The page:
hal tweets ·11:28 AM

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Death on Facebook  

Posted by Hal

Here’s an article in the New York Times about how Facebook is struggling to deal with the pages of deceased. They used to delete them. Now family or friends can request to have the page turned into a memorial, frozen in time save for the comments that those who have already been accepted as ‘friends’ can continue to post.

The assumption from Facebook (not questioned by the Times) is that this problem can be solved through technology –  we just need better algorithms more capable of determining when someone has died so that their page can be then locked down with all necessary sensitivity.

As Older Users Join Facebook, Network Grapples With Death - NYTimes.com_1279721167196

But our widespread embrace of Peep Culture suggests that we might want something else: new ways to continue living on through social media after our deaths. Why should the dead not be allowed to have any new ‘friends’ (when, after all, those friends are entirely virtual and illusory anyway?). Why can’t the dead decline to attend events, leave comments on other people’s pages, etc. etc. Why shouldn’t the dead continue to discuss their own wants and needs?

Perhaps in the future we will pay people to continue to maintain our various profiles and blogs after we are gone? (In the Jewish tradition, it is not uncommon to hire a  Yeshiva student to say  the required daily prayers Jewish law requires be said for the dead.) I know, I know, this is getting pretty weird. Nonetheless, the dead have more in common than the living when it comes to their online presence. The dead are disembodied, the dead are virtual, the dead exist only in the bits and bytes of our imaginations. And the dead, like our Facebook profiles, live on forever, long after we are gone.



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When my brother, Andy, died this past January in a plane crash, it took the Ottawa Sun less than a day to find me through Andy’s Facebook page, and to have researched me through my own page and my blog, which is strange because I have very high security settings on my FB page, so how they found my blog is a mystery, never mind me! That felt like a violation. My other brother, Justin, and Andy’s wife and I closed down Andy’s Facebook page within ten minutes after the Ottawa Sun called me. But that also felt strange. What would all his friends on his page make of his FB disappearance? We had not sent out the news yet as it was still so fresh. So, instead of deleting the page permanently, we just took it down temporarily, thinking we’d put it back up to announce his death, which would also be weird because it would sound like it was coming from him. Then, somehow, everyone in the family who is on FB got an invite to a memorial page for Andy. How did they know he’d died? I still don’t understand it. It’s called The Torchlight, I think. I don’t remember. But at first I was grateful and now I feel like it’s invasive, like someone co-opting our own way of memorializing him.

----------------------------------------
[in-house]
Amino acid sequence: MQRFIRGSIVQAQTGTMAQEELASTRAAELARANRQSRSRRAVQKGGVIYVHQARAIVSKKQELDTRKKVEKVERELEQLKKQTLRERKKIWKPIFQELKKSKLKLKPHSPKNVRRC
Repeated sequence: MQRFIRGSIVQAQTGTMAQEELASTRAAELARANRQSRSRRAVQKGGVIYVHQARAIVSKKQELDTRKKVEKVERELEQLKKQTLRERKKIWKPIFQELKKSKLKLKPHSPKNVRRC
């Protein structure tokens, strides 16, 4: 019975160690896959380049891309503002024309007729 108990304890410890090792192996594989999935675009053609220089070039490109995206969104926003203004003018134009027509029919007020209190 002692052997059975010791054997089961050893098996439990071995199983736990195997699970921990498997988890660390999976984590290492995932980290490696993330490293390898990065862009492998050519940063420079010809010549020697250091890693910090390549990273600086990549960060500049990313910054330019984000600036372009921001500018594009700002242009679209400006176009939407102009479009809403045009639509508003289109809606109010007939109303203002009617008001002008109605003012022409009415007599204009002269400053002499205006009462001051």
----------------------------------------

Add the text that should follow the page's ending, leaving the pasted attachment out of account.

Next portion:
I hate that Andy’s voice is still on his family’s answering machine. It feels like a lie, like a tease, like Andy might just be away on holiday somewhere and might come home, except he won’t. Psych! It makes me have to face this indescribable loss all over again.

Thanks for reminding me to take down his FB page PERMANENTLY. He’s gone. And his memory belongs to those who knew him, not to the public who didn’t. That’s how I feel.

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Emmalene Pruden

This is a subject where there is probably no blanket solution. Some people might prefer that their pages be left up - others not so much.

One thing I do feel is a certainty - for the time being at least - is that no one writing their will and testament will give much notice to the handling of their facebook accounts.

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The Bloggist

Hey, I’m Hal Niedzviecki. I’m a writer/thinker who lives in Toronto, Ontario, Canada with my wife and daughter. Up till now I’ve always considered myself a private person. But at the same time I’m fascinated by people who effortlessly open themselves up to the whole world. So I’ve… more...



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